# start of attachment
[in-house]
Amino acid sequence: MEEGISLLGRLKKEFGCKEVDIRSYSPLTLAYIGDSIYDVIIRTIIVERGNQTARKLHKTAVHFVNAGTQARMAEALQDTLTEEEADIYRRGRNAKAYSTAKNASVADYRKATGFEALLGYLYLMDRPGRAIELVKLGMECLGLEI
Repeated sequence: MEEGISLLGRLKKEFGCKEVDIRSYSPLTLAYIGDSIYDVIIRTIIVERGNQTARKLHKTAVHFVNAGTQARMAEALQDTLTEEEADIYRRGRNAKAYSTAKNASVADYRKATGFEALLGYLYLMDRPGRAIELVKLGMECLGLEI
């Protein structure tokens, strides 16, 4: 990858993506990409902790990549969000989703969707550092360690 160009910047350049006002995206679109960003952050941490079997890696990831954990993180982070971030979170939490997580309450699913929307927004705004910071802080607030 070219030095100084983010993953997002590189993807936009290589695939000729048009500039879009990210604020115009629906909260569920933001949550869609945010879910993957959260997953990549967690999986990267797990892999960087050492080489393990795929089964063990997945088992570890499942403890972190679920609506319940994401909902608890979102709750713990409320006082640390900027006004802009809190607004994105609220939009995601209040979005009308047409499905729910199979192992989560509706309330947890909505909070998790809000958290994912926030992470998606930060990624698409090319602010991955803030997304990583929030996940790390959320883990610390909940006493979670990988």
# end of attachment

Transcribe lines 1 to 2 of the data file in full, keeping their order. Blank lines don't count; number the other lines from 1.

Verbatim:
[in-house]
Amino acid sequence: MEEGISLLGRLKKEFGCKEVDIRSYSPLTLAYIGDSIYDVIIRTIIVERGNQTARKLHKTAVHFVNAGTQARMAEALQDTLTEEEADIYRRGRNAKAYSTAKNASVADYRKATGFEALLGYLYLMDRPGRAIELVKLGMECLGLEI